In contrast to rabbits or parrots, dogs don't necessarily need a fellow canine companion, because you as the owner are their most important contact. Nevertheless, many dog lovers fancy a second or third dog. The advantages are obvious: your dog always has someone to play with, you can easily take at least two well-trained dogs on walks and feeding and grooming merely involve cleaning up.
Risks in households with multiple dogs
However, bringing another dog into your home certainly carries some risks. For instance, potential attachment problems that are already present can be intensified, because two dogs initially form their pack based on fellow four-legged creatures, so they focus very strongly on each other. By doing so, they of course learn from each other too – and not just in a positive sense. If you haven't thoroughly trained your first dog and hope that a second dog will wear out the cheeky old faithful and thereby make training easier, be warned that this hope will probably go unfulfilled. On the contrary, the bad habits could double in future. You should only consider a second dog if your first one has impeccable basic obedience and is well socialised. A second dog can muddle things up not just in terms of training: can the previous dog sitter take care of another dog or can you take two with you on your travels? Do you have enough space in the car? Not least, a second dog of the same size means almost double the costs for food, toys and veterinary bills.
Birds of a feather flock together?
When searching for the right partner for your dog, the same principles apply as with people and the most important thing is that the chemistry is right. By choosing sensibly, the chances of forming a dream team are increased. Bear in mind that a new puppy will focus strongly on your first dog. This means that if your first dog is rather anxious, this will be transmitted to the second dog. However, in some cases the first dog can learn from new housemates, for instance, if a very sociable and self-confident dog enters the home and gives the old faithful a sense of security. Basically, both dogs should be similar in terms of temperament – this is the best way for them to interact. When rehoming adult “second dogs”, some animal protection organisations offer to initially just put the potential second dog into care. If the chemistry between the dogs is there, it will have found its new forever home. Even when a puppy moves in, you should let the breeder advise you thoroughly as to whether the breed and character are the best possible fit for your dog. New puppies entering the home usually subordinate easily – nevertheless, if in doubt don't opt for the largest ruffian in the litter when looking for your second dog.
If you want a second dog, sex of course also plays a role: if you keep males and females, you have to physically separate them completely for a few days twice a year when they are in heat or get one of the two castrated or neutered. In this respect, it's easier to keep dogs of the same sex if they are well socialised, although it should be noted that males and females often just get on better. Additionally, for instance, a new young male entering the home mainly accepts the higher rank of an older female who has been there a long time, so the hierarchy is clear from the outset.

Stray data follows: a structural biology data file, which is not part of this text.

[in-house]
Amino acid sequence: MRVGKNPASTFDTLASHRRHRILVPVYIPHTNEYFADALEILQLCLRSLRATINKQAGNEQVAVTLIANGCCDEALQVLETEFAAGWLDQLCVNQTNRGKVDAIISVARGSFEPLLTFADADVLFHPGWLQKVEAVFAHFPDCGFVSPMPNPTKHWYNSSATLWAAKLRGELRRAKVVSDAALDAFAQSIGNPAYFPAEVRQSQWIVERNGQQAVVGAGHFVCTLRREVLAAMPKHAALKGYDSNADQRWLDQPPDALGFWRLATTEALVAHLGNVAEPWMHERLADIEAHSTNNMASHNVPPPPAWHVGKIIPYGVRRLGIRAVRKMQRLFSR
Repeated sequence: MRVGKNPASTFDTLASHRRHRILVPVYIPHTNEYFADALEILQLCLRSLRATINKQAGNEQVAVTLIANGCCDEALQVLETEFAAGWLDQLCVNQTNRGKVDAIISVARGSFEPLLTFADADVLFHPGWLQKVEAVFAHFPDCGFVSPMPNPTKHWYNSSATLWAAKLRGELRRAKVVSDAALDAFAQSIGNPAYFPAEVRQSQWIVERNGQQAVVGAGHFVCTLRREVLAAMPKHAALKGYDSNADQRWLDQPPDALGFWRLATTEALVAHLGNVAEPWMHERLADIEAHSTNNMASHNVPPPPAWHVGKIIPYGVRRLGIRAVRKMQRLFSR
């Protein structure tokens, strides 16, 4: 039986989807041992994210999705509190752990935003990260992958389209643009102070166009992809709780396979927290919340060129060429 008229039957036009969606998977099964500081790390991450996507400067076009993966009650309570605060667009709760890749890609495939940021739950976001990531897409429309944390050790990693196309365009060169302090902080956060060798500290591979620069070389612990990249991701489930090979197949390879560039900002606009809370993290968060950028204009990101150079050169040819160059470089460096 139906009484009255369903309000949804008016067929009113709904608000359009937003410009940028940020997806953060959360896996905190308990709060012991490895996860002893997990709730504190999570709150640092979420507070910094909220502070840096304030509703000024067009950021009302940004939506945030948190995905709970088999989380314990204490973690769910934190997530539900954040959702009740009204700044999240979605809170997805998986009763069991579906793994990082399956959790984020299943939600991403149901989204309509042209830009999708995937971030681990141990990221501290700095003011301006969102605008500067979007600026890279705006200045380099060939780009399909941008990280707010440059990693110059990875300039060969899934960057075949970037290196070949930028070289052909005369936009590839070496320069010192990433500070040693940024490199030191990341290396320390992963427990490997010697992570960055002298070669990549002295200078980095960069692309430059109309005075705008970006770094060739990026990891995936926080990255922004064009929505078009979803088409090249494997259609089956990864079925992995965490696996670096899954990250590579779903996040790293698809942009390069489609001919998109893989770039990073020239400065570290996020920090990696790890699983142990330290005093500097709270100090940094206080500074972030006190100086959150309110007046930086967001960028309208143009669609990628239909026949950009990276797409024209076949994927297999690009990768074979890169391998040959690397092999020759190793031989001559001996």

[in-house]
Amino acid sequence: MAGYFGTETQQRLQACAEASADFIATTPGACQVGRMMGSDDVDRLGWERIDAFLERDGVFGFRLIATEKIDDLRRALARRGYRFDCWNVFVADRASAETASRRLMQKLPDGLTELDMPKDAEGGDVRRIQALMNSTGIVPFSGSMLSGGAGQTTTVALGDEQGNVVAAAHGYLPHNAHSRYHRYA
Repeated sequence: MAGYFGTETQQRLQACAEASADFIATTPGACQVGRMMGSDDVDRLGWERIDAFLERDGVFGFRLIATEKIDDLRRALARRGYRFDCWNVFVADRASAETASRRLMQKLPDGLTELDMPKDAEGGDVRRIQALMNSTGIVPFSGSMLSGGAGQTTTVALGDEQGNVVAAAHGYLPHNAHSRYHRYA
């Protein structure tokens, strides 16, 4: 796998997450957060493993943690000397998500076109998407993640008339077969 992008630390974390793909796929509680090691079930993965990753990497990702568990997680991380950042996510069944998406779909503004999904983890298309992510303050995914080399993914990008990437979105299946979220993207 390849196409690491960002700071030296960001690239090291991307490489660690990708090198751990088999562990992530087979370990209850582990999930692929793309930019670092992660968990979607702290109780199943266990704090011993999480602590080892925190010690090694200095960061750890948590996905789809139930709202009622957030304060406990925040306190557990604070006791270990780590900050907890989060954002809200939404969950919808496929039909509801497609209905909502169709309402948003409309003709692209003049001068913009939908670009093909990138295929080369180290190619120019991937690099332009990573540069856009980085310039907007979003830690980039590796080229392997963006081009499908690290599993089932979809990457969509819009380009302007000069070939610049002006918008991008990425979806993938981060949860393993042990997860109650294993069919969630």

The second dog moves in: grand welcome?
Not all dogs receive a new canine housemate with a joyful wag of the tail: many see it as an intruder in their territory and seem to hope that the unwanted guest will soon disappear. Hence, you should absolutely continue to make your old faithful the centre of attention: greet it first, feed it first and let it keep its toys and rest place. In this way, it won't feel any threat to its position. Indicate to visitors curious about the new canine arrival to greet the long-standing dog first before cuddling the puppy. In any case, you as a dog owner should accept the existing hierarchy between the dogs, because conflict will commence if you favour the lower-ranking dog out of sympathy.
Training is also time-consuming at the beginning, starting with walks. Under no circumstances should you take both dogs out at the same time straight away. Your new housemate should first frequently get out and about just with you in order to learn basic obedience and attachment from the ground up. Only when progress is evident can you take both dogs out together. Your first dog should of course not be ignored during training to prevent the time commitment at the beginning from almost doubling. When training several dogs, you can use the same signals for “sit” and “stay” etc. without any problems. However, practise these with just one dog at a time at the start until they are carried out confidently, and use names and eye contact as a means of forming a connection. Ultimately you can practise these exercises with two or three dogs.
We wish you lots of fun together with your canine pack!